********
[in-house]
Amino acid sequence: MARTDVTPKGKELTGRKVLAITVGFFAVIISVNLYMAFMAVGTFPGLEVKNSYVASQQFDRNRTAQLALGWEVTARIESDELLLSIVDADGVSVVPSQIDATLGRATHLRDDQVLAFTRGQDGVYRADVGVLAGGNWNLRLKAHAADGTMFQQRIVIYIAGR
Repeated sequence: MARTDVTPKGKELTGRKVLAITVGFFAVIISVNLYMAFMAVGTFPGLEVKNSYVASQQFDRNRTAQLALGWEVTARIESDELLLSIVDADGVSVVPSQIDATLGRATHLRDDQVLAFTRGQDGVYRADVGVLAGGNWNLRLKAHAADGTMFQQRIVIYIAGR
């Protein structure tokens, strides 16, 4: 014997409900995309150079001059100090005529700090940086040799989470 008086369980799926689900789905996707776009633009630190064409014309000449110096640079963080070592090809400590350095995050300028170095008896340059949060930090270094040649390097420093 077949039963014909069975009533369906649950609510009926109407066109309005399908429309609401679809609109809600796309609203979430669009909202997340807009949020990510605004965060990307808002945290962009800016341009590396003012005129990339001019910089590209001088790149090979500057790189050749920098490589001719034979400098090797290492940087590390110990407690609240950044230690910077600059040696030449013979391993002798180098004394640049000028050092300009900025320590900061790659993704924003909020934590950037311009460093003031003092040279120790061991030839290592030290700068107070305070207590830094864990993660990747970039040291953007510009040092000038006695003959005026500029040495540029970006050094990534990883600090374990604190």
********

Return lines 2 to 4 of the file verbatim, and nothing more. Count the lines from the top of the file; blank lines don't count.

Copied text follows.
Amino acid sequence: MARTDVTPKGKELTGRKVLAITVGFFAVIISVNLYMAFMAVGTFPGLEVKNSYVASQQFDRNRTAQLALGWEVTARIESDELLLSIVDADGVSVVPSQIDATLGRATHLRDDQVLAFTRGQDGVYRADVGVLAGGNWNLRLKAHAADGTMFQQRIVIYIAGR
Repeated sequence: MARTDVTPKGKELTGRKVLAITVGFFAVIISVNLYMAFMAVGTFPGLEVKNSYVASQQFDRNRTAQLALGWEVTARIESDELLLSIVDADGVSVVPSQIDATLGRATHLRDDQVLAFTRGQDGVYRADVGVLAGGNWNLRLKAHAADGTMFQQRIVIYIAGR
């Protein structure tokens, strides 16, 4: 014997409900995309150079001059100090005529700090940086040799989470 008086369980799926689900789905996707776009633009630190064409014309000449110096640079963080070592090809400590350095995050300028170095008896340059949060930090270094040649390097420093 077949039963014909069975009533369906649950609510009926109407066109309005399908429309609401679809609109809600796309609203979430669009909202997340807009949020990510605004965060990307808002945290962009800016341009590396003012005129990339001019910089590209001088790149090979500057790189050749920098490589001719034979400098090797290492940087590390110990407690609240950044230690910077600059040696030449013979391993002798180098004394640049000028050092300009900025320590900061790659993704924003909020934590950037311009460093003031003092040279120790061991030839290592030290700068107070305070207590830094864990993660990747970039040291953007510009040092000038006695003959005026500029040495540029970006050094990534990883600090374990604190």